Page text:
It has been said that waterboarding might be favoured by interrogators owing to forensic difficulty in detecting it after the fact: unless the subject develops a suspicious bronchitis, it leaves little visible scarring. Note, however, that the text of the pastoral constitution explicitly distinguishes between mutilation (a direct violation of the body's integrity in itself) and torture of two sorts. We see, then, that our Church recognizes the possibility of a category of illicit act violating the integrity of the person while seeming to preserve the integrity of the body. Ultimately, this willful attempt on personal integrity is the objection to torture, whether physical or mental. Physical torture seeks to coerce by upsetting the primacy of the soul over the body; mental torture seeks to coerce by upsetting the primacy of reason (practical or moral) over will.

I should submit further that mental torture is in fact the more pernicious sort; for in seeking to invert will over reason in others, it acts as a mode of contagion: reason itself, guided by the natural law, should tell us that mental torments are reprehensible, and thus one who attempts it has permitted his will to rule over his reason.

Considering then the soul of the perpetrator, we see the longer-lasting evil done by any evil act; for while torture may scandalize its victim, it otherwise moves the victim closer to God's pity, while moving the toturer further towards God's avenging justice.

What shall it profit a man, though he save for a time the lives of the whole world, if he lose his soul?

2 comments:

Lindsay said...

Wow, your great-grandfather has quite the history!

You know, I find it sad that this argument even needs to be made. It means that there are actually people who take the view which you've addressed and tried to legitimize the practice of waterboarding. I've quite fortunately never heard anyone take that stance (thank God), but I do believe that there are people out there who have and that makes me want to take to praying all hours of the day. (Which, hey, *would* be good, but who's got the time?) I think you've done a good job addressing the issue. However, I would wager that most people who are okay with waterboarding and who even encourage it probably won't be swayed by a moral argument. And yet, the very fact that they would find it acceptable to perform on an individual (whom they've deemed worthy of such a thing, either due to their actions or perceived involvement with others') indicates that their choice is clearly a "moral" one to the extent that such things touch them.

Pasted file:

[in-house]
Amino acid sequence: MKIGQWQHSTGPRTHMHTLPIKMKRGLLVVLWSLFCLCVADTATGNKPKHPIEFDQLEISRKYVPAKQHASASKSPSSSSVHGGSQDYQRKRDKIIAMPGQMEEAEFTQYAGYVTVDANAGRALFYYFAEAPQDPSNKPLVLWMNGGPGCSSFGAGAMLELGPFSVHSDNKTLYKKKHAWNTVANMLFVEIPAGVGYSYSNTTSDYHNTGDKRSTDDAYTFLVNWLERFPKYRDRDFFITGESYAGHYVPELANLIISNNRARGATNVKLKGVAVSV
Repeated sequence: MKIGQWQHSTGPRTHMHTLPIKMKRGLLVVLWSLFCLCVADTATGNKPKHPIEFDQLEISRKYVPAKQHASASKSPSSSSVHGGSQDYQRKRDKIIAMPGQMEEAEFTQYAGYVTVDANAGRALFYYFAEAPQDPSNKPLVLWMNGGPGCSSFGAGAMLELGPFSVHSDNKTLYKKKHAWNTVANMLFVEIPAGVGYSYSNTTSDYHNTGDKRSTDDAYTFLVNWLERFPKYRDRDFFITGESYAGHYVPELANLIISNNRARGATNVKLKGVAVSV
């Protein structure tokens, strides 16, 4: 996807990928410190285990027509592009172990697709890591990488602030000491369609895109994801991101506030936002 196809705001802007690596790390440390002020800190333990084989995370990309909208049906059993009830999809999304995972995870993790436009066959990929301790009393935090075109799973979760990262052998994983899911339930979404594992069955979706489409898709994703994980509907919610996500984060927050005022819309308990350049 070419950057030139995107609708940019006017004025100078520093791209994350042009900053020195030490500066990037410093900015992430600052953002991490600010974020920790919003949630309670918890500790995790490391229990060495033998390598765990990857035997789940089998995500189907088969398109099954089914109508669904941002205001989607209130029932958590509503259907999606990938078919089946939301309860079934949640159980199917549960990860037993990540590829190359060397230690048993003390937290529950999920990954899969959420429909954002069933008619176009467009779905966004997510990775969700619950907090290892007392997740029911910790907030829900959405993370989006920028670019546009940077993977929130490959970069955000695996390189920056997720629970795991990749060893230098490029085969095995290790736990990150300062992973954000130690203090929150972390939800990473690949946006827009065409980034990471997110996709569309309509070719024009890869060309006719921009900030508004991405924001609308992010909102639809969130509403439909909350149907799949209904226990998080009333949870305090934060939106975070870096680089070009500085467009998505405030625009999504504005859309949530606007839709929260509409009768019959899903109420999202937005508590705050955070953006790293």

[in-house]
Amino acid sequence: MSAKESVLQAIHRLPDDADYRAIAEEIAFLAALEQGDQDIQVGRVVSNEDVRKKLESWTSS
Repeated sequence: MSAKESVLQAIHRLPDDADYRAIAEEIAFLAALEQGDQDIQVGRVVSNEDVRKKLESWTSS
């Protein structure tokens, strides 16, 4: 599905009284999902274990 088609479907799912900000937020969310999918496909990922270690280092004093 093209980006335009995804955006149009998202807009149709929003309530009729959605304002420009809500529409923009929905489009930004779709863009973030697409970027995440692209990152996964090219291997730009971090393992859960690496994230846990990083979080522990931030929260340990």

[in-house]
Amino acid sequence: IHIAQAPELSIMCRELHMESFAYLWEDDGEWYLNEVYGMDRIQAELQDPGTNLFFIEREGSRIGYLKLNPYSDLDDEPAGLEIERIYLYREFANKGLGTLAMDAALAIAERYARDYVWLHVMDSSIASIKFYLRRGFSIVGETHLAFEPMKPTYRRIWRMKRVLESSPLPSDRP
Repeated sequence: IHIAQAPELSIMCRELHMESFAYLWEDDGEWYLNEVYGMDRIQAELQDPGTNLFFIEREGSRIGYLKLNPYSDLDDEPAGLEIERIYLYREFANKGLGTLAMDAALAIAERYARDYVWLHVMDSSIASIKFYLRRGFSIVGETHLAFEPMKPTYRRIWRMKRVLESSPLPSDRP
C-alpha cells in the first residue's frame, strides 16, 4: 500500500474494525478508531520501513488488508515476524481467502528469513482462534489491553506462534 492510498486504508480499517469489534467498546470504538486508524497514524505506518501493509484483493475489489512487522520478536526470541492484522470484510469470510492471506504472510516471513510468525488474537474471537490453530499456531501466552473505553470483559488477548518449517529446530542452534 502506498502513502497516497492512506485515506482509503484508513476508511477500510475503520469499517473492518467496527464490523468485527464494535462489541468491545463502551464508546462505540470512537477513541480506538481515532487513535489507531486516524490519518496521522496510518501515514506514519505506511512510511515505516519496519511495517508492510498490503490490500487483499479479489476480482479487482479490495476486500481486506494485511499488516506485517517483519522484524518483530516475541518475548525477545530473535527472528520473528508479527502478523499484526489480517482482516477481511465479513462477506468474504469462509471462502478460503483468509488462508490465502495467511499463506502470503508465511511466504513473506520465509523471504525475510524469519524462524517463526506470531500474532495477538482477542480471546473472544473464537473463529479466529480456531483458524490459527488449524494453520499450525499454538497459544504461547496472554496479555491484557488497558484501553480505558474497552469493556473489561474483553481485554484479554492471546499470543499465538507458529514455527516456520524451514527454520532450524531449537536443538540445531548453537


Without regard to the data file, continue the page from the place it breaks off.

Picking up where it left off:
Belfry Bat said...

I'm sure there were lots like him; "shell shock" or "trench fever," or PTSD they call it these days... every family has their story. And the front lines were so long! I suppose I'm glad for the sake of such folk that they've moved to cameras and drones...

Yes, the need for such an argument is pretty sad; and yes, I agree that there's not much hope the second half would help, on its own. That's why I include the history: any question about "permissible evils" can't remain fixed as one of "what is OK for us to do to them"; it will spill-over into one of "what will we permit them doing to us?" and "what can we do amongst ourselves?"